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Merry Christmas from Team Scubaverse!

Caribbean DTA Team

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2020 has turned out to be a year that is memorable for mostly the wrong reasons but we hope that wherever you are in the world, you are safe, well, and able to find something to celebrate this festive season with friends, family and loved ones.

Thank you for your continued support and for following Scubaverse.com, our social media channels, our printed and digital magazines  – Dive Travel Adventures, Dive Travel Companion and new this year, Philippines Dive Adventures – and our brand new websites – Worldwide Snorkel Adventures and Caribbean Dive Adventures. Rest assured, we have some more surprises ready and waiting that we can’t wait to share with you in 2021! See you in a couple of days 🙂

MERRY CHRISTMAS EVERYONE!

Love from Team Scubaverse x

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Blogs

Curaçao Dive Site of the Month – Smokeys (Watch Video)

Bryan Horne

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New Video Release: Smokeys near Eastpoint Curaçao.

Learn about https://bit.ly/Smokeys-Dive-Site-Curacao – a Top 10 Dive Site in Curacao located near Eastpoint and arguably one of the best dive sites in the Caribbean.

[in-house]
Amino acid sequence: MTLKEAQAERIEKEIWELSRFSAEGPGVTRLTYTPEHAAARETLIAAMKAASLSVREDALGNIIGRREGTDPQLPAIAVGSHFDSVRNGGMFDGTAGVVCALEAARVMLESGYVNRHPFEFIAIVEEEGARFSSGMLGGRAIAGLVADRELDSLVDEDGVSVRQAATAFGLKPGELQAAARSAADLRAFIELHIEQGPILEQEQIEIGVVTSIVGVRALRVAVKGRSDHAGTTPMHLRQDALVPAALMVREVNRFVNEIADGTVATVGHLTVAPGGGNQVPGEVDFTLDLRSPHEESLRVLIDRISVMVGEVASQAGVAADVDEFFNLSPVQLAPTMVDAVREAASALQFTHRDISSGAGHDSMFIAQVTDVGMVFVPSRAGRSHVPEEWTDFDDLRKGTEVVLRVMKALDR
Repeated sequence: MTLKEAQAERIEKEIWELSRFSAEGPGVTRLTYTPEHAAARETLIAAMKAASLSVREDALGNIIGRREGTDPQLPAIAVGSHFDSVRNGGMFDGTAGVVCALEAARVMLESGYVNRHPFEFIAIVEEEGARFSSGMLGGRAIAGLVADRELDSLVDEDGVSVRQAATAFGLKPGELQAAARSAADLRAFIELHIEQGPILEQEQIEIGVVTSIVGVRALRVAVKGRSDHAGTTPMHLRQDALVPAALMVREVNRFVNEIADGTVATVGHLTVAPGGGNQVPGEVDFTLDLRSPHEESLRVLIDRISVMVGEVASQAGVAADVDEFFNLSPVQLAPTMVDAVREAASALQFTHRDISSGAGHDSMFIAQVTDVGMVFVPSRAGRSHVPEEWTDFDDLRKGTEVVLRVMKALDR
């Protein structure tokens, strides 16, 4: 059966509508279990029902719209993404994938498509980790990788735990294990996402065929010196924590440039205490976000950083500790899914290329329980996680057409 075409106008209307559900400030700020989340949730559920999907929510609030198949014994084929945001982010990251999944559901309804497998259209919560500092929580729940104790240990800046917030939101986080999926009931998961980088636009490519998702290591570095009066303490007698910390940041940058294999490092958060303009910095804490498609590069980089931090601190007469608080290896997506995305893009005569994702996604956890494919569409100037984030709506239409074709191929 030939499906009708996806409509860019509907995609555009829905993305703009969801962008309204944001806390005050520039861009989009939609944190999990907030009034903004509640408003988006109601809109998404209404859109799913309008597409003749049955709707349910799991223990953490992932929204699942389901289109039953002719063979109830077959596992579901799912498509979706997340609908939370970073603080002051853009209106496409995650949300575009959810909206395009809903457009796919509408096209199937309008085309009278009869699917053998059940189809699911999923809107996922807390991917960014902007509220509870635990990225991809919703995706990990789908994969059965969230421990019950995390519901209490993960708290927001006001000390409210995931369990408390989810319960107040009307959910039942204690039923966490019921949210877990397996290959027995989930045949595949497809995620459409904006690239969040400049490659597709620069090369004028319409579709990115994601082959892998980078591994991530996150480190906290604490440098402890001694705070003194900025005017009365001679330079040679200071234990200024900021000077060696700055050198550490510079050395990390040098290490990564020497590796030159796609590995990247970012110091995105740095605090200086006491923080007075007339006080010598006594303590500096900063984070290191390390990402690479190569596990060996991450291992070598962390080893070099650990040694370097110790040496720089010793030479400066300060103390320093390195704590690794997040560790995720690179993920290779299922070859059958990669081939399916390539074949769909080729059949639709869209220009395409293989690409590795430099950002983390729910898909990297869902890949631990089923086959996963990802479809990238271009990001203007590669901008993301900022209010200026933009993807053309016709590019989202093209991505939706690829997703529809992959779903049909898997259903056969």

It rivals the finest dive sites in Belize, Bonaire and the Cayman Islands.

Video produced and edited for Dive Curacao, by NaturePicsFilms.

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News

Coral Spawning Predictions for Curacao and the Southern Caribbean

Bryan Horne

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The Caribbean Research and Management of Biodiversity (CARMABI) has released its 2022 annual coral spawning prediction calendar for Curacao and the south Caribbean.  This calendar plays a central role in studying the reproductive biology of Caribbean corals and guiding coral restoration efforts for the southern Dutch Caribbean islands.

Based on these predictions, researchers are able to harvest coral gametes that are reared to larvae that can be used to cultivate future coral colonies.

Coral spawning is a miraculous event where entire coral colonies, prompted by the lunar cycle, sunset time and water temperature, release gametes (eggs and sperm) simultaneously. Gametes of one species fertilize another to become fertilized embryos that settle on the ocean floor after days to weeks.

CLICK HERE FOR MORE DETAILS!

As divers, being able to witness a spawning event is a unique opportunity to enjoy the breathtaking scene as the entire reef becomes engulfed in a blizzard of future corals.

Each year, the Caribbean Research and Management of Biodiversity (CARMABI) releases a calendar to predict when each species of coral is expected to spawn. During these events, researchers from CARMABI, in collaboration with Reef Renewal Bonaire and Reef Renewal Curaçao, also collect gametes to be used to grow new corals in a laboratory setting.

Photo credit = CARMABI

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